Copper change

NHS to begin clinical trials of copper surfaces in a bid to combat MRSA and other hospital-acquired infections. Siobhan Wagner reports.

Stainless steel hospital surfaces might look spotlessly clean, but the reported 300,000 patients who pick up infections such as MRSA in the UK each year tell a different story.

According to the National Audit Office, 5,000 of those are likely to die as a result, and it costs the NHS an estimated £1bn a year.

With this in mind, a Birmingham hospital has launched an 18-month clinical trial to establish whether the installation of copper surfaces will kill MRSA and other hospital-acquired infections.

The trial follows years of laboratory tests at Southampton University which established that the natural antimicrobial properties of copper and its alloys dramatically reduce the presence of MRSA compared with stainless steel — the most commonly used surface-metal in health institutions.

Those findings will be put to the test in Selly Oak Hospital, and if the trial is successful, copper surfaces could be installed in hospitals across the UK.

One of the general wards at Selly Oak had all of its bathroom taps, toilet flush-handles, grabs, door handles and push-plates replaced by copper. Even the pens used by staff are copper alloy. All of this is necessary to determine the trial’s success because 80 per cent of MRSA transmission is through surface contacts.

Tests at Southampton showed that the bacteria remained fully active for days on stainless steel. On brass (an alloy of copper and zinc) they died in less than five hours, and on pure copper the superbugs were eliminated in 30 minutes.

Southampton’s principal researcher Bill Keevil explained the anti-microbial properties of copper effectively suffocates the germs.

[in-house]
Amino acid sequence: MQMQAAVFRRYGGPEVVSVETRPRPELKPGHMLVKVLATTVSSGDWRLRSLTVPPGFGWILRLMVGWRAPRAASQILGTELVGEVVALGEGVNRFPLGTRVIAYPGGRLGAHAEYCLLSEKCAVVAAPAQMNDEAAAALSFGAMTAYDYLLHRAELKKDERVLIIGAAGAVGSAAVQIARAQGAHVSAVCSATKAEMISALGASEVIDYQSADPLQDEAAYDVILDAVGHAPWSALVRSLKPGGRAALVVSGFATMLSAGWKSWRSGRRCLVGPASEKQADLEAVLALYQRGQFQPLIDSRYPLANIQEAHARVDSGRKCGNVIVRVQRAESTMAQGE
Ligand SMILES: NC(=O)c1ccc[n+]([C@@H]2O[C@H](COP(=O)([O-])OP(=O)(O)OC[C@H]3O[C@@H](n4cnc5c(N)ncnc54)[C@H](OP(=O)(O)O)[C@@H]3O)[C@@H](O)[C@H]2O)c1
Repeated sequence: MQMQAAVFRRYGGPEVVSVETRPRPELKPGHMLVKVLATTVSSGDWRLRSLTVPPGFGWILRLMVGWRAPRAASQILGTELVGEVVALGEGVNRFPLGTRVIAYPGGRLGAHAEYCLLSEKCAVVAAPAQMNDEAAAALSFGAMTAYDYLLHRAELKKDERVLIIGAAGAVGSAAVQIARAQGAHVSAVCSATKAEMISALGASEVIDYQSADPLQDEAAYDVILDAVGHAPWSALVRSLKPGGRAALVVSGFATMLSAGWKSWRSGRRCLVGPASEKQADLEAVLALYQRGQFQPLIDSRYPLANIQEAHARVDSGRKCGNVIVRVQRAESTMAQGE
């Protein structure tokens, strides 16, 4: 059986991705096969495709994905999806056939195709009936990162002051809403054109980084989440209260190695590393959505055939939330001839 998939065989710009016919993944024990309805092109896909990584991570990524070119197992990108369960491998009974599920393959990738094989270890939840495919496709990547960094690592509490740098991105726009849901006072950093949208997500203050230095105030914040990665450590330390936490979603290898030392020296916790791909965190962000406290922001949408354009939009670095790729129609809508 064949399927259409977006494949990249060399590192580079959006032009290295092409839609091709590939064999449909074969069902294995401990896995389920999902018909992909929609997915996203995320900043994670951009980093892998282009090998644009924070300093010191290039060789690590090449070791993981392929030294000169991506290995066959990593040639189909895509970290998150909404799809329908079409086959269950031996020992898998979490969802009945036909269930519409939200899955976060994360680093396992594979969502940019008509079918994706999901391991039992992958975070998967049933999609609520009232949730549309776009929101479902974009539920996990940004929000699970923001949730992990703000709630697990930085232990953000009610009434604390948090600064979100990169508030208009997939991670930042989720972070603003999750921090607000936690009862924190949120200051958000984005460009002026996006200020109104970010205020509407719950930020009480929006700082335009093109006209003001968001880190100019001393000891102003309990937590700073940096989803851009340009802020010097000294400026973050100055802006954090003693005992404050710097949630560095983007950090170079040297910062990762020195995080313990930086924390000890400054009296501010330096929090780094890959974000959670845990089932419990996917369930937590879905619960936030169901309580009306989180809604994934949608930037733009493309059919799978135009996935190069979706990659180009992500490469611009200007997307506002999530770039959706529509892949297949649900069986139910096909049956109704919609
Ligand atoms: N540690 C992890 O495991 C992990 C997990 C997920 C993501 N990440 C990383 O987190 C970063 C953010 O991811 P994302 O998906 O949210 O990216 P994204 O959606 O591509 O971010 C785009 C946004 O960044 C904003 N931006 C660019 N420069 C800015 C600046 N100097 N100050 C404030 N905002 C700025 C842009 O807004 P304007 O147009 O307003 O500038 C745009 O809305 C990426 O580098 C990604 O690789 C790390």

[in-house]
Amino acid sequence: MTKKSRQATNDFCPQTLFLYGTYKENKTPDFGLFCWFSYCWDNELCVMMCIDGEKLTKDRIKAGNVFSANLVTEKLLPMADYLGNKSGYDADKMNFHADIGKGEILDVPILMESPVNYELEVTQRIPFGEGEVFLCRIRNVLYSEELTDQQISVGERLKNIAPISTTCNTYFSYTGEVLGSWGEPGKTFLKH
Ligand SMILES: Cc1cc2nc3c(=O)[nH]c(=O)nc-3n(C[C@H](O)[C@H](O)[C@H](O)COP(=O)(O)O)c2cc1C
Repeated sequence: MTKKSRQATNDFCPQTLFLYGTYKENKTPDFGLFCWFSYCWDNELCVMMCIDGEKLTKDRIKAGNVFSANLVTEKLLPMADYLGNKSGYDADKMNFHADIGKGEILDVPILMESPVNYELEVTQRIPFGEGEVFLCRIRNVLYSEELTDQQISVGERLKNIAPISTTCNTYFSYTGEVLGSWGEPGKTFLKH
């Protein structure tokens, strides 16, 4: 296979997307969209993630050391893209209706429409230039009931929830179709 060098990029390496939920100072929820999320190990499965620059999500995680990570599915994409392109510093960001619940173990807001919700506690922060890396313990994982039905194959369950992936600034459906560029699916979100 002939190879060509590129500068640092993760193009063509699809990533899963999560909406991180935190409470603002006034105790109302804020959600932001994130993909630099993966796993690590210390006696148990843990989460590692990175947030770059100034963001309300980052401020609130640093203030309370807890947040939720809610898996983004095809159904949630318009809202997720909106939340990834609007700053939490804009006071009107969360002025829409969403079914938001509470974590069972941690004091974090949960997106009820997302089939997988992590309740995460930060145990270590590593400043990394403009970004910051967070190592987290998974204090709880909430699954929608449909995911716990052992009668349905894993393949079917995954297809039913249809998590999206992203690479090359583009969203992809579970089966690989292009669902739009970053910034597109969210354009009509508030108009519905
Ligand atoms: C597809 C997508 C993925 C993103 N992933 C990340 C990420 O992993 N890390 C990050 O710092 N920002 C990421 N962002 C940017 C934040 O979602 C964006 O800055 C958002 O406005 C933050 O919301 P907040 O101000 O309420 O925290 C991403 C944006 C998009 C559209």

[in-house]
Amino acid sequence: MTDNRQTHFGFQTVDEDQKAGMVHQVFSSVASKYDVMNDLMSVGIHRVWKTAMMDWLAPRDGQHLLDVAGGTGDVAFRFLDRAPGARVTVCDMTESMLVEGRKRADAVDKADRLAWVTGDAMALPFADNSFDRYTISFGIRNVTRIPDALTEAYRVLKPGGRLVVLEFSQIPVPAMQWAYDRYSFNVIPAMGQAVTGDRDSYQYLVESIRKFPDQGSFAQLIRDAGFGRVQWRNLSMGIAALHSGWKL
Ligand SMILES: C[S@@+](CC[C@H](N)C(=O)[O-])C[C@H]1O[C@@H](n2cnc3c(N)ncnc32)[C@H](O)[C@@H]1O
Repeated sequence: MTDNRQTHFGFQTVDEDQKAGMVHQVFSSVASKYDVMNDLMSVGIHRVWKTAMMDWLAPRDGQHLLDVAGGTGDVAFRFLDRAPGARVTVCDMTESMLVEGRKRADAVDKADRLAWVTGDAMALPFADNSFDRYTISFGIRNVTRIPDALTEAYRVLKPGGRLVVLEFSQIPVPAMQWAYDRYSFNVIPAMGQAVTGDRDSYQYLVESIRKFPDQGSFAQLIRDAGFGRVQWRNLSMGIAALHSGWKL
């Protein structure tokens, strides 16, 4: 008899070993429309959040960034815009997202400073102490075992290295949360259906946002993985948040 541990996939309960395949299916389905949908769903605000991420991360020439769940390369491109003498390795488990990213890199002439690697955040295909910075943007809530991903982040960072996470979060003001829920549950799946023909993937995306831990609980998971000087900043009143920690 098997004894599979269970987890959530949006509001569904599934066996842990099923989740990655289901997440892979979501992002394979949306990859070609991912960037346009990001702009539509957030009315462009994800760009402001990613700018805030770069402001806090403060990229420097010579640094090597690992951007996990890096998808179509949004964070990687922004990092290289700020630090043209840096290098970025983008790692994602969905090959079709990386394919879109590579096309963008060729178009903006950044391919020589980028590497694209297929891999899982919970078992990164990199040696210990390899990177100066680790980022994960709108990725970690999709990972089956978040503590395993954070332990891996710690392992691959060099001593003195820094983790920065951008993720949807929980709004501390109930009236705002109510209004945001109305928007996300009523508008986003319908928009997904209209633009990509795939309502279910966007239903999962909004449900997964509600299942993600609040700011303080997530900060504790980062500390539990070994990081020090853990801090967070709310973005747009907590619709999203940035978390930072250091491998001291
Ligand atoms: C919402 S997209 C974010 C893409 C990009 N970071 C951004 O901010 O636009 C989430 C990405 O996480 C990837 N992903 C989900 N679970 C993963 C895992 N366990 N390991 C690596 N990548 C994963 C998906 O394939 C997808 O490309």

‘What we know is that all aerobic bacteria respire,’ he said. ‘Copper is interfering with the bacteria’s electron transport chain of respiration. The bacteria have a series of receptors in their cell membrane and they pass electrons along a chain. And if you pass electrons along a chain energy is created. So if you block the electrons passing along that chain, the cell can’t make energy, it can’t respire and then dies.’

In bacteria other than MRSA, copper compromises the actual cell membrane. ‘Think of a cell like a balloon,’ explained Keevil. ‘If you put a hole in the balloon, air comes out, and the same is true of bacteria. If you put holes in the bacterial cell membrane, then they start to leak out all their contents and again they die.’

Keevil said copper uses a different method to kill MRSA. ‘We have shown that copper destroys its DNA,’ he said. ‘We’re not exactly sure of the mechanism, but copper can generate free radicals, so one possibility is it is just generating free radicals to attack the DNA.’

According to Keevil one of the reasons stainless steels replaced copper in hospitals was because in most environments they don’t corrode, unlike copper that tarnishes. ‘Ironically, I would argue the point that copper is a self-indicating material,’ he said. ‘You know when it’s clean and you know when it isn’t. So if it starts to tarnish, you know someone hasn’t done their cleaning job.’

He said many people think stainless steel is hygienic when inherently it’s not. It is easy to clean as long as it doesn’t have scratches or pits where bacteria can hide.

‘The beautiful thing about coppers is that it almost doesn’t matter if you scratch them or if you have pits in them, because you still have copper as the anti-microbial agent doing its job,’ he said.

Keevil said he sees copper surfaces as being just one extra ‘barrier’ against infections in hospitals. ‘We’re not saying that copper is the be-all and end-all, but it is certainly very important,’ he said.